The One Moment That Changed Your Mind About Jess

If there's one thing that I hold incredibly strong opinions about in pop culture, it's the fact Gilmore Girls' Jess Mariano is deeply misunderstood as a character. When he's first introduced in Season 2 of Gilmore Girls , Jess is a bit of an ass to say the least, scowling his way through life and showing little or no respect to anyone else besides his crush, Rory Gilmore (whom he's shown as having an instant connection with). It's easy in those first few episodes to make the mistake of assuming that Jess is nothing but trouble; a troubadour of misguided rebellion and a bit of a dropout who does nothing to help his own troubled lot in life. When he's kicked out his home by his own mother and shipped off to Stars Hollow to live with his uncle, Luke Danes, he does little to assimilate himself in the community. He plays immature pranks on the town, steals things, and instigates unnecessary arguments as a way of expressing his disdain with his circumstances. However, there's definitely one moment which changed the way (most) Gilmore Girls fans saw Jess, and it's one which also supports the idea that Jess and Rory are meant to be together.

Jess is first introduced in Episode 5 of Season 2, and as a way of trying to make the teenager feel welcome in Stars Hollow, Lorelai invites him and Luke round to her home for dinner. The evening doesn't go quite to plan with Jess making snide comments throughout, getting caught stealing a beer, arguing with Lorelai, and even trying to escape out of Rory's window. However, the two of them hit it off, and Jess even comments on the large collection of books that are in Rory's bedroom. This moment provides the essential opportunity which leads to a revealing scene at the end of the episode wherein Jess reveals a copy of Allen Ginsberg's "Howl"; a book which, as it turns out, he stole from her book collection.

What could be yet another moment proving that Jess was immature and rebellious actually ends up being incredibly endearing, with him passing the book back to Rory with notes written in the margins for her. It's a gesture which appears to both delight and fascinate Rory who looks impressed that someone has taken the time to communicate with her via such a book and in such a profound way. It also reveals that there's far more to Jess than simply being a rebel with little interest in anything else.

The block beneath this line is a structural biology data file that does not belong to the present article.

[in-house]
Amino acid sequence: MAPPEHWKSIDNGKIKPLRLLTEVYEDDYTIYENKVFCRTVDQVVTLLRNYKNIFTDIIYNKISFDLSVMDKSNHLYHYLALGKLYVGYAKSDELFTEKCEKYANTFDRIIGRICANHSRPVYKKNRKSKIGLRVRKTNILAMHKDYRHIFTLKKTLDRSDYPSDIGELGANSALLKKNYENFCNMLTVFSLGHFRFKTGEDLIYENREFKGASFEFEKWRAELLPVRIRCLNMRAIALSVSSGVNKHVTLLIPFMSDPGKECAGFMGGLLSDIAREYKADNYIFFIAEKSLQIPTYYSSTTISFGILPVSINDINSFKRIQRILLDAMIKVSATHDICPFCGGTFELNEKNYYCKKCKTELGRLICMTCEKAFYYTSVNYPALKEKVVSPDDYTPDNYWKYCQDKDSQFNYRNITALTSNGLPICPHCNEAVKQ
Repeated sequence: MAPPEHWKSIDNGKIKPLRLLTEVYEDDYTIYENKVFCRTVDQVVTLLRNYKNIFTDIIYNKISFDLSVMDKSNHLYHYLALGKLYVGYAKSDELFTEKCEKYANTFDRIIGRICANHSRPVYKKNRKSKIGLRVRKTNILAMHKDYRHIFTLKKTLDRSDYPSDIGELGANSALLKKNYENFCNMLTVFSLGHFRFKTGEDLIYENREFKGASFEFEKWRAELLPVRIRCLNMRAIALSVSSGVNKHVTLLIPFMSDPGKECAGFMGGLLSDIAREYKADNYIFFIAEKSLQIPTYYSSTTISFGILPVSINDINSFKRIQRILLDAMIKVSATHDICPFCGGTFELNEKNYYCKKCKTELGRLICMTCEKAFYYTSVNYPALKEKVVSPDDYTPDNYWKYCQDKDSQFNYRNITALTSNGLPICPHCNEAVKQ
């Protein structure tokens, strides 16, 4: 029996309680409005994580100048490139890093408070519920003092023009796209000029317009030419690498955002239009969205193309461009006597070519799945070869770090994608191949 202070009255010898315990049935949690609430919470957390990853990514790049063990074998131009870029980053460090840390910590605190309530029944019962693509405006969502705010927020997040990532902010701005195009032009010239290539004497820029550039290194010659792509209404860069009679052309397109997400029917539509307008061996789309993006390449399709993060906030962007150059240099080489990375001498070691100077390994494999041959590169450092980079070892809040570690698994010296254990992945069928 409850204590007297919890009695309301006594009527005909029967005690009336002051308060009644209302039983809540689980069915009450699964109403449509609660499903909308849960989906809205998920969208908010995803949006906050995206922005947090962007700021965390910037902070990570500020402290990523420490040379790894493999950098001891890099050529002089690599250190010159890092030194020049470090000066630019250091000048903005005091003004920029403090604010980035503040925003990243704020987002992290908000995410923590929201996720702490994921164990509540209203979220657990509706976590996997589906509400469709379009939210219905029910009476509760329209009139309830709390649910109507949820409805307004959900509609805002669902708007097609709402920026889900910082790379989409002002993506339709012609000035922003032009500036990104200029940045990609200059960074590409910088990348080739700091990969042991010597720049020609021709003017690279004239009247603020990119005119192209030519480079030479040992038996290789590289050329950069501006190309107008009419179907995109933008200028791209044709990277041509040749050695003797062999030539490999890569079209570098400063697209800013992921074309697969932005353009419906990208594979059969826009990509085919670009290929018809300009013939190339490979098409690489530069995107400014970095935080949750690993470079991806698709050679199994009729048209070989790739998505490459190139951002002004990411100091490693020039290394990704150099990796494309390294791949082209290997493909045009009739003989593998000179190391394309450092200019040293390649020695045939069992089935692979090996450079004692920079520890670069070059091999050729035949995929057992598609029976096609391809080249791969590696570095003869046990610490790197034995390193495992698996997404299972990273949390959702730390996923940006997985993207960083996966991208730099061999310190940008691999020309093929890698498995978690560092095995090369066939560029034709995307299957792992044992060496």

Not only does the annotated copy of "Howl" imply that he's both smart and creative, but also that he is capable of caring about something other than himself. He recognises a vital part of who he is (being a lover of books) in Rory, and by choosing to reveal this side of his personality to nobody else but her seems to imply a certain level of trust.

From here, Jess' love of reading and avid consumption of books becomes a vital part of his character. Though he might not be academically inclined or fond of showboating his intelligence, Jess' love for the written word highlights how smart he is and that he probably does have the capacity to apply himself academically to something, but that he simply chooses not to. His future might not have seemed as simple or obvious as Rory's did to her and everyone who knew her, but as we return to the character throughout Gilmore Girls, we see how his love of books (and, perhaps, Rory's adoration of his love for reading), helped to provide him with a future.

When Jess visits Rory in Season 6, he reveals that he's actually written an entire book, telling her that he couldn't have "done it without her." Later in the same season, she visits Jess in Philadelphia, to find him seeming mature and confident, with his life looking pretty together, while working at a small publishers. The scene shows him at home amongst his equals, chatting with literary intellectuals about poetry.

When you look at Jess' character arc as a whole, it's easy to interpret him as someone who is grossly misunderstood. Someone that few people (save for Luke and Rory), took the time to actually understand or even care for. The growth that we see in him, and the way that we understand the depth of Jess' character, is expressed from that annotated copy of "Howl" onwards. Finding a private solace in books, Jess was a character who might not have been terribly good at social situations or communicating his feelings, but within words he found a way to fully express himself and discover some much needed empathy. That one moment changed how we felt about Jess, and it also set the precedent by which many of us continued to root for his success.

Images: Warner Bros.Television; catslovebooks13.tumblr.com/Giphy